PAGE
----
• aimeelevensconsult

A Lifetime of Learning

Updated: Sep 16



We are in a world that obsesses over going to college at all costs. If you don't have a degree, you're not going to make any money, you'll be working at McDonald's, blah blah blah. Just like folks tell the myth that every kid needs to learn to code to "get by" when they grow up, there's also the myth that you cannot be successful if you don't have a degree.


As for me? It took me just under fifteen years to get my degree.  And by the time I finished, the purpose was this:  just say you finished it.  Kinda sad, I know.  When I started college, you see, they had fabulous degrees along the lines of “liberal arts” and “general studies” – where you could specialize a little, but not have to put blinders on to learning whatever you wanted.  Being a twenty year old with three years of college behind me from a state school (I was one of those supposed-to-be-a-Reedie kids, who couldn’t afford the then-$20K tuition which has since doubled), and in classes between 40 and 400, I was quickly losing focus and needed to go wander.


And I did, happily, for the next 10 years, living my life and moving from my longtime retail company job to the world of human resources.  While I tried to take classes in the other states I lived, I quickly learned that quarterly college coursework didn’t count as much as semester coursework, so unless I wanted to return to my hometown (which at the time was not in the cards), I’d have to swallow that painful pill and take more courses.  At the time, while I ate up everything from psychobiology to Italian to race relations to photographic lighting theory, it still was pressed firmly in my mind:  I must end up with a degree after all of this, or I’ve failed myself.


Ahh, isn’t hindsight 20-20.


Well, during all this time that groovy little thing called the internet became part of life, and with that, the online degree, and the human resources major that used to be lumped in with “business” was starting to be offered as a standalone program as well. Having only an interest in people, and not number-crunching, this was a relief.  My pre-HR administrative background gave me a strong budgetary understanding, but I had no interest in debits or credits or macroeconomics.  Get my drift?  Anyhoo.  I found a program that accepted my credits, and within one year, I’d finished my undergraduate and scored myself a BS in Management of Human Resources from a school that encouraged both independent and collaborative learning.  Kinda awesome.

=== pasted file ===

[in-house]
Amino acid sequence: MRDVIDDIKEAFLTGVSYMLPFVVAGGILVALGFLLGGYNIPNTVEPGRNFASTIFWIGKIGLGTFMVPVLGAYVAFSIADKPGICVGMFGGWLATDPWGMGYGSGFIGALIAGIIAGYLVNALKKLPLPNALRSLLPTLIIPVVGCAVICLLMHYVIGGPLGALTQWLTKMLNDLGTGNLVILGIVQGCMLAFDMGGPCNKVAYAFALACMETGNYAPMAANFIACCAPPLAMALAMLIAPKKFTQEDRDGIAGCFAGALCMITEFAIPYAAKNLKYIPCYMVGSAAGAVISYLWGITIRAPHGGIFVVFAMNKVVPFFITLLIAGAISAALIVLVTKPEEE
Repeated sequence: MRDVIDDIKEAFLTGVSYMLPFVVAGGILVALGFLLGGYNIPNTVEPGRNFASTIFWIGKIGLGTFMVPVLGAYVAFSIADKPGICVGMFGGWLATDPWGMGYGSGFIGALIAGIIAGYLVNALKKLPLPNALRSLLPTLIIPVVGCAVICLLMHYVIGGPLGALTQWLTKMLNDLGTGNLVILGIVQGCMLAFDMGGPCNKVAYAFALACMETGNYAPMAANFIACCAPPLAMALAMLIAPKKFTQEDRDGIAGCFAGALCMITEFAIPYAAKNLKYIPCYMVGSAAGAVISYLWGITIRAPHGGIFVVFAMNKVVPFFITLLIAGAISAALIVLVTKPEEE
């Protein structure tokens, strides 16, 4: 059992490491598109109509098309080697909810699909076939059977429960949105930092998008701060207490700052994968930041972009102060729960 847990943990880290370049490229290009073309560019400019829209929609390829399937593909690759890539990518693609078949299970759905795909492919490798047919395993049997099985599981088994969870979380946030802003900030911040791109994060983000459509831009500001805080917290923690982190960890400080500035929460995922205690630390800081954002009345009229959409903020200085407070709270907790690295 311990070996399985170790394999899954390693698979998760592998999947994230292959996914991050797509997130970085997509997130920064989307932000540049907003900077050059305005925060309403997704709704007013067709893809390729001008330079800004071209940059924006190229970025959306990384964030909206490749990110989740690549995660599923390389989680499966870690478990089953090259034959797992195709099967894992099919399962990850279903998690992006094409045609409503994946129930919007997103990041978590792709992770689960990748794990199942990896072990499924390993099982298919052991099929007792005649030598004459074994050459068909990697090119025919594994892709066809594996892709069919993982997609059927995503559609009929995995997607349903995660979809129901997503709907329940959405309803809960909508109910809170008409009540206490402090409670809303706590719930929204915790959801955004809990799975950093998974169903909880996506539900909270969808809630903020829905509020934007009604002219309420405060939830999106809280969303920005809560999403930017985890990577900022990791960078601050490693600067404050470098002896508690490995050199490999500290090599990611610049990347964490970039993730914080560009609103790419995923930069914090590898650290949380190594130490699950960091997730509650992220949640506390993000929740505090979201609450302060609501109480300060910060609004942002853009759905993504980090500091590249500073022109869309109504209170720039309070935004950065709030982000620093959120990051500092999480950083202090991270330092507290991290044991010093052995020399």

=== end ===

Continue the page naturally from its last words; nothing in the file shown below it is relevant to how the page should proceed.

But guess what?  As an HR professional, I didn’t come away with my degree knowing any more than I had already gained on the job - stuff the classes cannot teach you. Ironically, the process of obtaining my professional human resources (PHR) certification had done more to fill in any gaps in my knowledge that weren’t already acquired in the workforce.  And my fellow students?  Not one in my class had an ounce of related work experience, making me the only one capable of giving real life examples in class discussions.  It was  a real bummer.


Where am I going with this, you might ask?


Here’s the deal:  want to go to college?  Do it because you want to learn OR because it's a legal requirement for the job you want (i.e., doctor/lawyer/teacher).  But don’t do it only because the world (or your parents, or your partner, or your inner voice) says you have to.  Now don’t get me wrong, college can be awesome.  But again, the stuff I found awesome about university?  The cool classes I took that stretched my mind, the teachers who actually interacted with me.  Best class for me?  Existentialism during my second year at PSU.  Dedicated teacher who gave really constructive feedback, helping me become a stronger and more effective writer...and thinker.


And don't think you have tot have the 'traditional college experience' if you do go. Can only afford part time? Do that! Can't afford or don't want to live in a dorm or sorority/fraternity house? Then don't! You get out of college what you choose to get out of it...however you choose to do it.


I was fortunate in that my dad encouraged me to take whatever interested me. While my mother was not terribly supportive nor interested in my new life, the fact that my dad encouraged me to do a 'general studies' major for the time being was endlessly helpful. Doing this let me simply learn, and eventually see after trying new things where my passions lay. (hint: it was not English Education as I'd thought it'd be!).